A new nanomaterial can remain dry even if immersed in water for several hours.
According to News i and quoting IyaIn 2016, news broke about nanotechnology water-repellent coating that could make any device waterproof. This nanoclay was mostly used at that time to protect electronic devices. Then in 2018, researchers created a safer non-toxic coating that could also make fabrics waterproof or water repellent.
Researchers at the University of Central Florida have now developed a new nanomaterial that repels water and can stay dry even when submerged at a depth of 0 cm underwater.
The team is led by Debashis Chanda, a professor at the University’s Center for Nanotechnology, who claims to have been inspired by the nature and evolution of some plants and biological species to create these new nanomaterials.
He explained in a statement: “Water repellent or hydrophobic properties of nature are tools to protect and self-clean plants and animals against pathogens such as fungi, algae growth and dust accumulation.” We were inspired by the structure of a lotus leaf and combined these nanomaterials based on the molecular crystals of fullerenes.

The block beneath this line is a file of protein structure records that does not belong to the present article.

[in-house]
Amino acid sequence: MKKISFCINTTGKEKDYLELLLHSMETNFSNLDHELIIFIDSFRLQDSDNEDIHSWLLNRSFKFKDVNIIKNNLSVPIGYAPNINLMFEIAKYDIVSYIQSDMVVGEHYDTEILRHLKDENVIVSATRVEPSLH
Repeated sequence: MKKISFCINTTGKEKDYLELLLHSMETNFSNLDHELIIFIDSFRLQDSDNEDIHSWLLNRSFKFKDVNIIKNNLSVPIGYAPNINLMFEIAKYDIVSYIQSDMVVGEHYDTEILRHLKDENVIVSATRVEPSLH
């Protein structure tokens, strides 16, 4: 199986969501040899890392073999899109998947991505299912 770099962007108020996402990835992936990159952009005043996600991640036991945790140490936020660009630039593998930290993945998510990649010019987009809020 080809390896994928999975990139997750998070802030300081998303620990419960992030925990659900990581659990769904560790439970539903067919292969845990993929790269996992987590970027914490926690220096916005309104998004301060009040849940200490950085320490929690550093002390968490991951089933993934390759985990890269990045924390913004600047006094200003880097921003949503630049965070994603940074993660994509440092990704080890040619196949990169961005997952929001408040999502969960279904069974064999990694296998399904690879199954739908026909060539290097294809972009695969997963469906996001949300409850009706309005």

Fullerenes (C60 and C70) are formed by combining carbon molecules to form a closed cage-like structure. These structures can then be stacked together to form crystals or tall crystals called “fullerites”.
Just pour a drop of gel consisting of fullerates on each surface to create a wonderful hydrophobic state.
The previously reported hydrophobic surfaces did not dry out when immersed in water at a certain depth for more than a few minutes. But it is this feature that makes this new material so innovative and pioneering.
“Even when we immersed these nanomaterials in 60.9 cm of water for several hours, it remained dry,” says Chanda. We even found that it could capture and store gases in the form of plasters underwater.
As such, these new materials have countless applications.
The study is published in the journal Advanced Materials.